Sources: Carol Shanklin, 785-532-7927, shanklin@k-state.edu;
Ashley Gleiman, 785-532-5525, agleiman@k-state.edu;
Hannah Leventhal hrlvet@k-state.edu;
and Christopher Nichols, christopher.nichols@cune.edu
Hometown connection/news tip: Fort Leavenworth and Lawrence, Kan.; Arvada, Colo.; Parkville, Mo.; and Lincoln and Seward, Neb.
News release prepared by: Megan Molitor, 785-532-1566, molitor@k-state.edu

Monday, Dec. 19, 2011

Lifelong learners: Graduate students' successes recognized with national honor society award

MANHATTAN -- While their chosen career and academic paths may run the gamut, three award winners in the Kansas State University family have one passion in common: learning.

Two current K-State students and one alumnus were recipients of the national honor society Phi Kappa Phi's 2011 Love of Learning Awards. Recipients receive a $500 award to help fund their graduate studies or career development. This year's Kansas State University recipients are Ashley Gleiman, doctoral student in adult and continuing education; Hannah Leventhal, veterinary medicine student and graduate student in animal sciences and industry; and Christopher Nichols, a 2007 master's graduate.

Carol Shanklin, dean of the university's Graduate School, said the Love of Learning Awards recognize these past and present students' commitment to enhancing their professional careers as well as their excellent performance as graduate students and alumni.

"Receiving national recognition from honorary organizations and professional associations highlights the quality of K-State's graduate students and the recipients' use of their education to advance their careers," Shanklin said. "We are proud of Ashley, Hannah and Christopher and their professional accomplishments."

Gleiman is the adult education program coordinator at Fort Leavenworth for the College of Education's master's program in adult and continuing education. She advises military students and their families on educational opportunities at K-State and guides them through the process of obtaining a graduate degree.

Gleiman received the spring 2011 College of Education Graduate Student of the Year Award and served as vice president of the Military Family Member Scholarship Fund at Fort Leavenworth from 2010 to 2011. She also served as a member of the Brigade Command Team Spouse Development program at the Army post.

"I believe I was a strong candidate for the award based on my strengths as a student, my personal accomplishments as a military spouse and my aspirations to continue my education in the adult and continuing education doctoral program at K-State," she said.

Gleiman, who was inducted into the Phi Kappa Phi Honor Society in January 2011, plans to use the award funding for conference travel and educational research. She hopes to continue working with military spouses and families by developing future educational programs benefiting military communities.

Leventhal, Arvada, Colo., is a first-year veterinary medicine student and a graduate student in animal sciences and industry, specifically focusing on equine nutrition. She said she was honored to have been chosen for the Love of Learning Award out of so many well-qualified candidates, and believes it was due to her combination of graduate and professional studies.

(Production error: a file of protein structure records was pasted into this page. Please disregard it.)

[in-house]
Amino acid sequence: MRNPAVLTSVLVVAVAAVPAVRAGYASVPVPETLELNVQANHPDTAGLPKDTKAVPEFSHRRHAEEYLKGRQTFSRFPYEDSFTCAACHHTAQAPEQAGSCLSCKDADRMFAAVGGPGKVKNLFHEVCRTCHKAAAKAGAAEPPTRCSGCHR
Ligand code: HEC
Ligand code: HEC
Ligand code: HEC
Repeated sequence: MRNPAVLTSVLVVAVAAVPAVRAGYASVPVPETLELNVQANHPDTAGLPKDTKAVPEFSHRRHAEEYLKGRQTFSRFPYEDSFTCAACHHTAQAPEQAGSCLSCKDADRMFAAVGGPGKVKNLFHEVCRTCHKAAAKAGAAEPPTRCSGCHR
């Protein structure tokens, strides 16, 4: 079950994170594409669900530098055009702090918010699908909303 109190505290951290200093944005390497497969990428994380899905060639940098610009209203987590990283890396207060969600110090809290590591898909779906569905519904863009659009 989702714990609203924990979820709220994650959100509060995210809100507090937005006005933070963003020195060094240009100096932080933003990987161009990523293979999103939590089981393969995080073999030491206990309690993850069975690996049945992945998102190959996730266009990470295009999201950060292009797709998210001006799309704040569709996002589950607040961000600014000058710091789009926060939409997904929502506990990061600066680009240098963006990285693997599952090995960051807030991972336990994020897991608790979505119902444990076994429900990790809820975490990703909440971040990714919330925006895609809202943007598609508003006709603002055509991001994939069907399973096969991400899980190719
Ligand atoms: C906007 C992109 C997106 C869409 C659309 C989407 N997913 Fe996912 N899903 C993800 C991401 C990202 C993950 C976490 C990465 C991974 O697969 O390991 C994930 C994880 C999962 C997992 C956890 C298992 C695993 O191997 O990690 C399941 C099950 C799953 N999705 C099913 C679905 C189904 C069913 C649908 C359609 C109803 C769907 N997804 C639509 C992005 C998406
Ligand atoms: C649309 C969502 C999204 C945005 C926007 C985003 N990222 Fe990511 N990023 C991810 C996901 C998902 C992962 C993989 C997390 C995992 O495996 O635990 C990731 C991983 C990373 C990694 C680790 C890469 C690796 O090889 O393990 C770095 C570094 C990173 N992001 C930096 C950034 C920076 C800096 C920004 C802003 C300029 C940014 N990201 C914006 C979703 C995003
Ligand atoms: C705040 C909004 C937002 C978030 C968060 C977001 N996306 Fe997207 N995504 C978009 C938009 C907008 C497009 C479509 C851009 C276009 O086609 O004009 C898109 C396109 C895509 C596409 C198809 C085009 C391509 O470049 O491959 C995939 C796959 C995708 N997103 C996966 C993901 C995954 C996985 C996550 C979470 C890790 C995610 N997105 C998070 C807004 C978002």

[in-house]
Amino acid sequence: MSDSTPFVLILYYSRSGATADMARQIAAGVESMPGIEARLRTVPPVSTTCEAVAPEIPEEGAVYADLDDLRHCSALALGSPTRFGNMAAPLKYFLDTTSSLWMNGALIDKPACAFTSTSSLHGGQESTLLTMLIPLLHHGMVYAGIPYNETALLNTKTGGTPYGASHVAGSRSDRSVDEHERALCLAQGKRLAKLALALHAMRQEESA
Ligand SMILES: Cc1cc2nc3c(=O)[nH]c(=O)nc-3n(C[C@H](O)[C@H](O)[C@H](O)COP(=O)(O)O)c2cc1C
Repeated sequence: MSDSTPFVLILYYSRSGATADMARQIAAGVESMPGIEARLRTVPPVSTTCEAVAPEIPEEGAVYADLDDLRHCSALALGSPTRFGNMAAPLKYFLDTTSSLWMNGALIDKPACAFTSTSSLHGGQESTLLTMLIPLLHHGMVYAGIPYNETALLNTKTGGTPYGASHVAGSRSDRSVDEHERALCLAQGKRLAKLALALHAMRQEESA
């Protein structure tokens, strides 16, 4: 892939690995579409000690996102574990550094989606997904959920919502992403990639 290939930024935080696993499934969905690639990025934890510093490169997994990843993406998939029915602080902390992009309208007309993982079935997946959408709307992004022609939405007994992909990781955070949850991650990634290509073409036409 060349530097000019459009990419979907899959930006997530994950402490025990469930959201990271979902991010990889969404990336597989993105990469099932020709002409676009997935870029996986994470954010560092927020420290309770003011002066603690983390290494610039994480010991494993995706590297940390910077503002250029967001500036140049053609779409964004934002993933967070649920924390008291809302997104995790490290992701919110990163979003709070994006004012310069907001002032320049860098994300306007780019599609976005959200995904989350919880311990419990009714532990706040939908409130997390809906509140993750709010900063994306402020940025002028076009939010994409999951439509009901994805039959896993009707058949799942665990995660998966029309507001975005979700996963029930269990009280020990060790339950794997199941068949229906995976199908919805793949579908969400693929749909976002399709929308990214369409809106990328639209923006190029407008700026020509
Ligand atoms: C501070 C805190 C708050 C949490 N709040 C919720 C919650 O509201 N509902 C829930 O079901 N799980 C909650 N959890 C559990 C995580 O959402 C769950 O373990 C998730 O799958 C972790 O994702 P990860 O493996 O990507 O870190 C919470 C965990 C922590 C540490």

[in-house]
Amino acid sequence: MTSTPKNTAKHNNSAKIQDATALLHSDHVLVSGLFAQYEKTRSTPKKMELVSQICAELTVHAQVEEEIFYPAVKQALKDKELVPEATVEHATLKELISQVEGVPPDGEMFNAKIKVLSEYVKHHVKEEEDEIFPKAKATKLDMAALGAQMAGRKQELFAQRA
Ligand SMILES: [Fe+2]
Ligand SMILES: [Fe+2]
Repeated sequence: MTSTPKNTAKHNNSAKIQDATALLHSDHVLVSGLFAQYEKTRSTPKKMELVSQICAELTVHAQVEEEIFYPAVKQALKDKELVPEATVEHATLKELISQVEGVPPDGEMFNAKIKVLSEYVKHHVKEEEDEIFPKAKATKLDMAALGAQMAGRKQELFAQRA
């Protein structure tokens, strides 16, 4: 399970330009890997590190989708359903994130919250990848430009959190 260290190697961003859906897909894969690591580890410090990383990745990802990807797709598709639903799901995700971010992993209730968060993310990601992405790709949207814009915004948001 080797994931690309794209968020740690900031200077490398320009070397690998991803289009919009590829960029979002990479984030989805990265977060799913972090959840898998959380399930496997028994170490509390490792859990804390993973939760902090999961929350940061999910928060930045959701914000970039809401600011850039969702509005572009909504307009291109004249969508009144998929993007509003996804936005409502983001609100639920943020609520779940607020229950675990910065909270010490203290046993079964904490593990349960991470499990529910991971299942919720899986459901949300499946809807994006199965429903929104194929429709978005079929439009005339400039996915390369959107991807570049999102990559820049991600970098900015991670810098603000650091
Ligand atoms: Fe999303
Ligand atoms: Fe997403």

"Not many of my veterinary classmates choose to pursue a master's degree while completing veterinary school," Leventhal said. "I keep quite busy in both programs, but thoroughly enjoy what I do and know I am very fortunate to have the opportunity to pursue both degrees. If anything, my chosen fields of study reflect my true love for learning and challenging myself."

After completing veterinary school, Leventhal hopes to pursue her passion for horses through a residency program, focusing on either equine internal medicine or equine surgery. Her ultimate goal is to become a board-certified specialist and practice at an equine specialty hospital.

Leventhal was initiated into Phi Kappa Phi in fall 2010 as a senior undergraduate student, and said she plans to use the award funding for her graduate studies.

Nichols, who received his master's degree in clarinet performance from K-State in 2007 after graduating magna cum laude from the Boston Conservatory, is a recipient of Phi Kappa Phi's Love of Learning-Professional Development Award. He said funding from the award helped subsidize the expense of attending the International Clarinet Association's 2011 ClarinetFest in Northridge, Calif.

Nichols, who lives in Lincoln, Neb., is an instructor at Concordia University in Seward, Neb., where he teaches applied clarinet and saxophone, directs the chamber orchestra and teaches other music-related courses. Additionally, Nichols is the principal clarinet of both the 312th Army Band in Lawrence, Kan., and the Philharmonia of Greater Kansas City in Parkville, Mo. He occasionally performs as a recitalist at various universities, including Kansas State University.

"Attending the ClarinetFest let me hear professional performers from across the world, observe master classes and stay up to date on recent advancements in instruments and accessories," Nichols said. "This opportunity aids my own professional development as a clarinetist, but the accrued information I share with my students is the most important benefit to attending this conference."

In addition to Phi Kappa Phi, Nichols is a member of the American Federation of Musicians, the College Music Society and Pi Kappa Lambda National Honor Society. He received his doctoral degree from the University of Kansas.

Phi Kappa Phi is the nation's oldest, largest and most selective all-discipline honor society.